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Prevention of Cardiac Surgery-Associated Acute Kidney Injury by Implementing the KDIGO Guidelines in High-Risk Patients Identified by Biomarkers: The PrevAKI-Multicenter Randomized Controlled Trial

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Alexander Zarbock, Mira Küllmar, Marlies Ostermann, Gianluca Lucchese, Kamran Baig, Armando Cennamo, Ronak Rajani, Stuart McCorkell, Christian Arndt, Hinnerk Wulf, Marc Irqsusi, Fabrizio Monaco, Ambra Licia Di Prima, Mercedes García Alvarez, Stefano Italiano, Jordi Miralles Bagan, Gudrun Kunst, Shrijit Nair, Camilla L'Acqua, Eric Hoste & 10 more Wim Vandenberghe, Patrick M Honore, John A Kellum, Lui G Forni, Philippe Grieshaber, Christina Massoth, Raphael Weiss, Joachim Gerss, Carola Wempe, Melanie Meersch

Original languageEnglish
Pages (from-to)292-302
Number of pages11
JournalAnesthesia and Analgesia
DOIs
E-pub ahead of print8 Mar 2021

King's Authors

Abstract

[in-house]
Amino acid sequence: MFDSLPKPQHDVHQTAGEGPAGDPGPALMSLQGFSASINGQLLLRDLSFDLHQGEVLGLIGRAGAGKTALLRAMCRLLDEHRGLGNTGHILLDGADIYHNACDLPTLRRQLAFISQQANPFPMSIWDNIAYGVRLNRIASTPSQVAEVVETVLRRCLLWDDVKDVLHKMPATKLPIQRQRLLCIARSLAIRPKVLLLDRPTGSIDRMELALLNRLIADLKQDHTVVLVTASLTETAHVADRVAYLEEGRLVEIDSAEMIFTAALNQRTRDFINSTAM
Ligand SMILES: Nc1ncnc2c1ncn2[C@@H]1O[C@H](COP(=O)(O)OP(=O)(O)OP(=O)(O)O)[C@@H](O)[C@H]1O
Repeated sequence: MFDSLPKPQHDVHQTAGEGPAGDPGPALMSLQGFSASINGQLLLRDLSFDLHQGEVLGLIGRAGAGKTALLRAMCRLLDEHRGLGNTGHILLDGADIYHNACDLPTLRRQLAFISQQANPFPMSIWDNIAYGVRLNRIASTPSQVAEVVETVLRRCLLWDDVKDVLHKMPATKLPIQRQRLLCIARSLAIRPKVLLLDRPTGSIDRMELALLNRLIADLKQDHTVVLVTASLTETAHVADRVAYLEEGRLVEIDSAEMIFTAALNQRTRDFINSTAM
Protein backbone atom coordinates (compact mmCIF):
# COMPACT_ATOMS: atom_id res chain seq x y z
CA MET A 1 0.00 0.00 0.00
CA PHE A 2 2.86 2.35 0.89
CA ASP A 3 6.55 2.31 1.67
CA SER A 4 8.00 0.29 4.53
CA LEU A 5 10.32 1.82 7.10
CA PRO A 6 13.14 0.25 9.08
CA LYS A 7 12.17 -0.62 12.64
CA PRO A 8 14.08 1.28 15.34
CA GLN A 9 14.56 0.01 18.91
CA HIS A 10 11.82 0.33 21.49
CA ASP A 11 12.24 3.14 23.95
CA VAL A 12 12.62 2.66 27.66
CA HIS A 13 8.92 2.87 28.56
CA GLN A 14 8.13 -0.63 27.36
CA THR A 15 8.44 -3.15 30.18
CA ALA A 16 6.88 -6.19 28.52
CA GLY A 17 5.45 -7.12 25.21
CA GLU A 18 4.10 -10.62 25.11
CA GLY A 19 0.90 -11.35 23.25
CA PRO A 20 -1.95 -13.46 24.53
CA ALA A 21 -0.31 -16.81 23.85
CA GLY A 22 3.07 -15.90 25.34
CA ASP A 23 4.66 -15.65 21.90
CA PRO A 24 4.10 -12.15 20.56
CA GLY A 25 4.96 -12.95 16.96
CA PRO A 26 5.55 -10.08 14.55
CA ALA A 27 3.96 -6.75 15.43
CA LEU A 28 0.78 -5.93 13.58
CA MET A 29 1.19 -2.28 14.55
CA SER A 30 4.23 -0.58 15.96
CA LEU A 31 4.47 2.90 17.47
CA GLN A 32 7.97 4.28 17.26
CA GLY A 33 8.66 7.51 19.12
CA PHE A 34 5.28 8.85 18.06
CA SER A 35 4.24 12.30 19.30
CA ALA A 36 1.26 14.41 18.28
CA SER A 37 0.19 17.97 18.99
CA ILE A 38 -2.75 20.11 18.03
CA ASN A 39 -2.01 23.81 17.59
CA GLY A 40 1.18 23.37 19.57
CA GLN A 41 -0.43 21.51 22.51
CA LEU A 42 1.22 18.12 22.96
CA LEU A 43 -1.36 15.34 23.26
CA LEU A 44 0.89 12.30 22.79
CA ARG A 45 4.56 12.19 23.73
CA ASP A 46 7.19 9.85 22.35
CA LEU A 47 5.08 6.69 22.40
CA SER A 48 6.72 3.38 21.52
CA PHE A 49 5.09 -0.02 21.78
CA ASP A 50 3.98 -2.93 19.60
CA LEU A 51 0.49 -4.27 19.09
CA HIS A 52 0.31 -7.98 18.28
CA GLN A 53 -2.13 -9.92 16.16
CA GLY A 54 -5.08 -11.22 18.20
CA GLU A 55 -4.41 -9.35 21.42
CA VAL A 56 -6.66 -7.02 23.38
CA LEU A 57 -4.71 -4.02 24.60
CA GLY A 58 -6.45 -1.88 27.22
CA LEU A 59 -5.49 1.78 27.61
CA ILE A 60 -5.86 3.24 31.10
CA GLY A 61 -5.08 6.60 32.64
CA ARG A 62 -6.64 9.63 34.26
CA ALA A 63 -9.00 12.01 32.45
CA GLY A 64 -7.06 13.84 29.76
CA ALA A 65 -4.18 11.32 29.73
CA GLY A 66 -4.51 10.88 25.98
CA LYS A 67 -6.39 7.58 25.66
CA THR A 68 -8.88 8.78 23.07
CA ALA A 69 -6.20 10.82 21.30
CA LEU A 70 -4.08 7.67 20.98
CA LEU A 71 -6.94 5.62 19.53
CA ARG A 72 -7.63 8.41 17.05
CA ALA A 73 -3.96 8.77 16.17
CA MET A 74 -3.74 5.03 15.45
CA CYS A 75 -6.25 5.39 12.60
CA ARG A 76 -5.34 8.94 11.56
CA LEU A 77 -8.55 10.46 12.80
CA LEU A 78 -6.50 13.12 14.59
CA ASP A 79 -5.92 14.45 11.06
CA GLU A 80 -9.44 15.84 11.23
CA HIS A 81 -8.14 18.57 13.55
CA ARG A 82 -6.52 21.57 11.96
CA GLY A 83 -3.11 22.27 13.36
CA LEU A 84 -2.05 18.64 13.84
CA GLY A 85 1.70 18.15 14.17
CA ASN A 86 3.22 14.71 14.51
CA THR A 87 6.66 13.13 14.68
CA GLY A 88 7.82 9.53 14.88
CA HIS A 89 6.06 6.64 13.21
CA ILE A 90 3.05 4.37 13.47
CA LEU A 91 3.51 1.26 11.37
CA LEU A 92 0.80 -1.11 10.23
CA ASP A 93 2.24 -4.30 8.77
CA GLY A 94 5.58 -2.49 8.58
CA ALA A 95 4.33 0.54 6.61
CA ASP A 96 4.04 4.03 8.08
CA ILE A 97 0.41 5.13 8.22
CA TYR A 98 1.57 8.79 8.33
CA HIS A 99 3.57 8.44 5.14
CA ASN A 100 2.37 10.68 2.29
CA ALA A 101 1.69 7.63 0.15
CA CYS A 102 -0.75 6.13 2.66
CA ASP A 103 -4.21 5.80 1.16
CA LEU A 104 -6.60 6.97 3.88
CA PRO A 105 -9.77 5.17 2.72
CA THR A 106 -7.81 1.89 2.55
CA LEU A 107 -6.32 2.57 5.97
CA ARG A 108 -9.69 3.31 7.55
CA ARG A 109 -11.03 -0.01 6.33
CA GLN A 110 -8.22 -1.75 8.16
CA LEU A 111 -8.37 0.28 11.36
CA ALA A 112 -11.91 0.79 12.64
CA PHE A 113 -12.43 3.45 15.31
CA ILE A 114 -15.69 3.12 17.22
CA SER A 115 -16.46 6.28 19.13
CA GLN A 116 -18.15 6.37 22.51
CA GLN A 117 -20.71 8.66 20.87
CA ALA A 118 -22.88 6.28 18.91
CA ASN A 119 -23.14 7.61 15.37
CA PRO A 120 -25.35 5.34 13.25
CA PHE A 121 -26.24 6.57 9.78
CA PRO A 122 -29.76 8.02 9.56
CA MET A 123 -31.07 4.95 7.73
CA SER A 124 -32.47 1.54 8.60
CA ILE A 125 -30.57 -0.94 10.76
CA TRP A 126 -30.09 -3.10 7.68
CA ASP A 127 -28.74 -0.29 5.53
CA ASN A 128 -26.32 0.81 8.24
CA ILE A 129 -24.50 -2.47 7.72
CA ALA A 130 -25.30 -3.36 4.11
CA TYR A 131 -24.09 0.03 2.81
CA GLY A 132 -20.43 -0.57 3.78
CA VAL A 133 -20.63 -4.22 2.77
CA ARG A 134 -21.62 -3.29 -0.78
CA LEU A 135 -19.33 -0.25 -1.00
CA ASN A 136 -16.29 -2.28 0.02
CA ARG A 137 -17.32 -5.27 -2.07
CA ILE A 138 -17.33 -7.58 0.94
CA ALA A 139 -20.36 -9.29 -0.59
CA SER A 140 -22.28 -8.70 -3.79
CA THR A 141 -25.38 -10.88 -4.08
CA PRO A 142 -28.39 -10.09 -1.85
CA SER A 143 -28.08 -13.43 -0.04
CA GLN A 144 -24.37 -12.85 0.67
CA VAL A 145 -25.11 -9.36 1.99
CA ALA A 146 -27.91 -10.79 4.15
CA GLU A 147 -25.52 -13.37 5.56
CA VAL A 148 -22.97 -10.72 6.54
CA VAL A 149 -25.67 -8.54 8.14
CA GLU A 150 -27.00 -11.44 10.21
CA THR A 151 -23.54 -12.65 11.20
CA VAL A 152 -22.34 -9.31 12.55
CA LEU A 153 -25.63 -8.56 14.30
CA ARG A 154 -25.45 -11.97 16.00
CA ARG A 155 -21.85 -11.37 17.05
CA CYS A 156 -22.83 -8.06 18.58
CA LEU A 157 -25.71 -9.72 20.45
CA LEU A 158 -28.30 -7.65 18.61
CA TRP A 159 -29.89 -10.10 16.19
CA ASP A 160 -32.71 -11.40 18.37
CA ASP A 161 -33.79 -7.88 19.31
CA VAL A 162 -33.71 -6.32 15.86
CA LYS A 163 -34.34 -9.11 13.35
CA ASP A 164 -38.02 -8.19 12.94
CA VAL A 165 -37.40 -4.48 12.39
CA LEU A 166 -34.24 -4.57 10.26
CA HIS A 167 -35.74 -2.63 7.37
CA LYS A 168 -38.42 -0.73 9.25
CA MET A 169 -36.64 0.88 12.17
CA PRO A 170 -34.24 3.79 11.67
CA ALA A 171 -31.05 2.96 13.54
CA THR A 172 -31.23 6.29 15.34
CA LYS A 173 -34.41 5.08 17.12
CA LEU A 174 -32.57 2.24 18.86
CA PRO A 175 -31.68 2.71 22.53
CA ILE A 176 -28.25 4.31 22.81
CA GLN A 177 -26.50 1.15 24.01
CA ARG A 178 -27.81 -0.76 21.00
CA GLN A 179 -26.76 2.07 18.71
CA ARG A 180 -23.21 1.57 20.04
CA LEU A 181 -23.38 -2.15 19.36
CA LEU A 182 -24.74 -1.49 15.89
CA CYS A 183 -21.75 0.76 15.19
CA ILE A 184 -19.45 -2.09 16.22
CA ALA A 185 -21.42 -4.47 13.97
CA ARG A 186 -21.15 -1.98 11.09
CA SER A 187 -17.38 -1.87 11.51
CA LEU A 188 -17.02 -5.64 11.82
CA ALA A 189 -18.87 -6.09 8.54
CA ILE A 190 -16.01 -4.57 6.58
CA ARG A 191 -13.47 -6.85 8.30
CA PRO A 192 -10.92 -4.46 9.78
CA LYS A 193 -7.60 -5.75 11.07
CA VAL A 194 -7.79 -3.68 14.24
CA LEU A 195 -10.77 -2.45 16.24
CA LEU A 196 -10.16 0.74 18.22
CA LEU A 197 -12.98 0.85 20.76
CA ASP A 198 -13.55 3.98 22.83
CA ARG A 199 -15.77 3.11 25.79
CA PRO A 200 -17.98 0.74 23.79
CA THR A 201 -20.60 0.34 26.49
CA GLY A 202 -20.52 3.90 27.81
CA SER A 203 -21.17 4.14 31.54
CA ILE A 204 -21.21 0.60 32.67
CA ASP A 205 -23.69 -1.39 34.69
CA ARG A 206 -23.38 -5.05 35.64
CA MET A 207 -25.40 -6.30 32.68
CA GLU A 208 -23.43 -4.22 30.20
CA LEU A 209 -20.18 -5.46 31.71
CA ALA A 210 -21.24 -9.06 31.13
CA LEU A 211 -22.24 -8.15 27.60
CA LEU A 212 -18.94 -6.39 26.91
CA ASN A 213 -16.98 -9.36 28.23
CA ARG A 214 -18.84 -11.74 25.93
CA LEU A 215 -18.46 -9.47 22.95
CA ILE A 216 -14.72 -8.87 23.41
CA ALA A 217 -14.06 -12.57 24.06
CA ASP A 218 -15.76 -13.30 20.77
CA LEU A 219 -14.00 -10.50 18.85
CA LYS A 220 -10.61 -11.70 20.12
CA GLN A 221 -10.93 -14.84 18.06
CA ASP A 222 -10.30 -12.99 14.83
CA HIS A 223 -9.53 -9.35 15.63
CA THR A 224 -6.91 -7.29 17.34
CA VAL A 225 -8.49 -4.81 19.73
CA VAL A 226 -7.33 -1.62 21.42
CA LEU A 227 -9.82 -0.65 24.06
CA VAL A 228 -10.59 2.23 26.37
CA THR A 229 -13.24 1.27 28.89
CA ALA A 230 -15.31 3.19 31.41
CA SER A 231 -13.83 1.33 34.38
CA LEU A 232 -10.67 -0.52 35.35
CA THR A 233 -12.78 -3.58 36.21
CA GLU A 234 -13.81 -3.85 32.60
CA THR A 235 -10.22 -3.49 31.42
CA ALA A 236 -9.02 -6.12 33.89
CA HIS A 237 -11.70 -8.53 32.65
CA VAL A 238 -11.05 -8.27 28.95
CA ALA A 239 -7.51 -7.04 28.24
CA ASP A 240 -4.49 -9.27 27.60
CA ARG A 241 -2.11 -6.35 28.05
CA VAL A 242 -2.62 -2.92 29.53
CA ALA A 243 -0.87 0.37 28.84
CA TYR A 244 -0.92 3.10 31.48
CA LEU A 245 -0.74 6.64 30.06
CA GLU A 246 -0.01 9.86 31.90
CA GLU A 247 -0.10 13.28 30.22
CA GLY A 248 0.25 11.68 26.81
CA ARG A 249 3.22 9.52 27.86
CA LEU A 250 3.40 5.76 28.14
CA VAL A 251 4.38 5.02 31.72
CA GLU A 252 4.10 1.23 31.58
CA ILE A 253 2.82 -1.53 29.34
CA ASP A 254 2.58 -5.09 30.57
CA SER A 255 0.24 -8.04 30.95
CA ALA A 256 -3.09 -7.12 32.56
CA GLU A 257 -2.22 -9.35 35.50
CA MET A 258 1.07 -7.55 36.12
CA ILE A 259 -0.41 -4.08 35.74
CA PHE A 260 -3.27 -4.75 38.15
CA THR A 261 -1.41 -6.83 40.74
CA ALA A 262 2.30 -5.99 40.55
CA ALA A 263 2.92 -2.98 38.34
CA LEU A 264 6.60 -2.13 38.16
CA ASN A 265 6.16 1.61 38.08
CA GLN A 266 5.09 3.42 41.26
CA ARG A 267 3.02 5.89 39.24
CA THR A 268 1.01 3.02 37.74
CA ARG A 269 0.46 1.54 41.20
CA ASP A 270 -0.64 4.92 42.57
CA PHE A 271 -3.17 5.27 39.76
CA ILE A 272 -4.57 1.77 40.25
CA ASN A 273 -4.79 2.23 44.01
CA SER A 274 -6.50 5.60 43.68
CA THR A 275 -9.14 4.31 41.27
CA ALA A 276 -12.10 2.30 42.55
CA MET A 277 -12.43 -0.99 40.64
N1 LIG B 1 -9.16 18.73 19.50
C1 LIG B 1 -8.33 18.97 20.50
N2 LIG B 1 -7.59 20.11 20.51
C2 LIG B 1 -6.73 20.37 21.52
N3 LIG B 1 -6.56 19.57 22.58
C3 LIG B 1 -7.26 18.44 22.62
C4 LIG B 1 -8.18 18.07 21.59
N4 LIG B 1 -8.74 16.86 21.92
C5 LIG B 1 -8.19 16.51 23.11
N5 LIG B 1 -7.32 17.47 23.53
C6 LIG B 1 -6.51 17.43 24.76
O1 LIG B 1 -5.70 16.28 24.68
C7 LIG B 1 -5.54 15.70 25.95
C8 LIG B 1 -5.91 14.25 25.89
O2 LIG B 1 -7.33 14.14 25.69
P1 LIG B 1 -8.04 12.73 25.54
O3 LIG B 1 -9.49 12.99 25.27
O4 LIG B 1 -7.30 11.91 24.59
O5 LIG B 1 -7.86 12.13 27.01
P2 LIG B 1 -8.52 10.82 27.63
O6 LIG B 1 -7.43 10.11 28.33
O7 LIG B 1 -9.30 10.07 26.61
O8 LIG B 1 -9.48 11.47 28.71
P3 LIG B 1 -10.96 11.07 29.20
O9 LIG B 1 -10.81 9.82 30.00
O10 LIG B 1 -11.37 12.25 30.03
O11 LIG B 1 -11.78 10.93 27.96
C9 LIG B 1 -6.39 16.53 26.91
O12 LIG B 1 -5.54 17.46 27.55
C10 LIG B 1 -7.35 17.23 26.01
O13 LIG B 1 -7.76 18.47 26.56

BACKGROUND: Prospective, single-center trials have shown that the implementation of the Kidney Disease: Improving Global Outcomes (KDIGO) recommendations in high-risk patients significantly reduced the development of acute kidney injury (AKI) after surgery. We sought to evaluate the feasibility of implementing a bundle of supportive measures based on the KDIGO guideline in high-risk patients undergoing cardiac surgery in a multicenter setting in preparation for a large definitive trial. METHODS: In this multicenter, multinational, randomized controlled trial, we examined the adherence to the KDIGO bundle consisting of optimization of volume status and hemodynamics, functional hemodynamic monitoring, avoidance of nephrotoxic drugs, and prevention of hyperglycemia in high-risk patients identified by the urinary biomarkers tissue inhibitor of metalloproteinases-2 [TIMP-2] and insulin growth factor-binding protein 7 [IGFBP7] after cardiac surgery. The primary end point was the adherence to the bundle protocol and was evaluated by the percentage of compliant patients with a 95% confidence interval (CI) according to Clopper-Pearson. Secondary end points included the development and severity of AKI. RESULTS: In total, 278 patients were included in the final analysis. In the intervention group, 65.4% of patients received the complete bundle as compared to 4.2% in the control group (absolute risk reduction [ARR] 61.2 [95% CI, 52.6-69.9]; P <.001). AKI rates were statistically not different in both groups (46.3% intervention versus 41.5% control group; ARR -4.8% [95% CI, -16.4 to 6.9]; P =.423). However, the occurrence of moderate and severe AKI was significantly lower in the intervention group as compared to the control group (14.0% vs 23.9%; ARR 10.0% [95% CI, 0.9-19.1]; P =.034). There were no significant effects on other specified secondary outcomes. CONCLUSIONS: Implementation of a KDIGO-derived treatment bundle is feasible in a multinational setting. Furthermore, moderate to severe AKI was significantly reduced in the intervention group.

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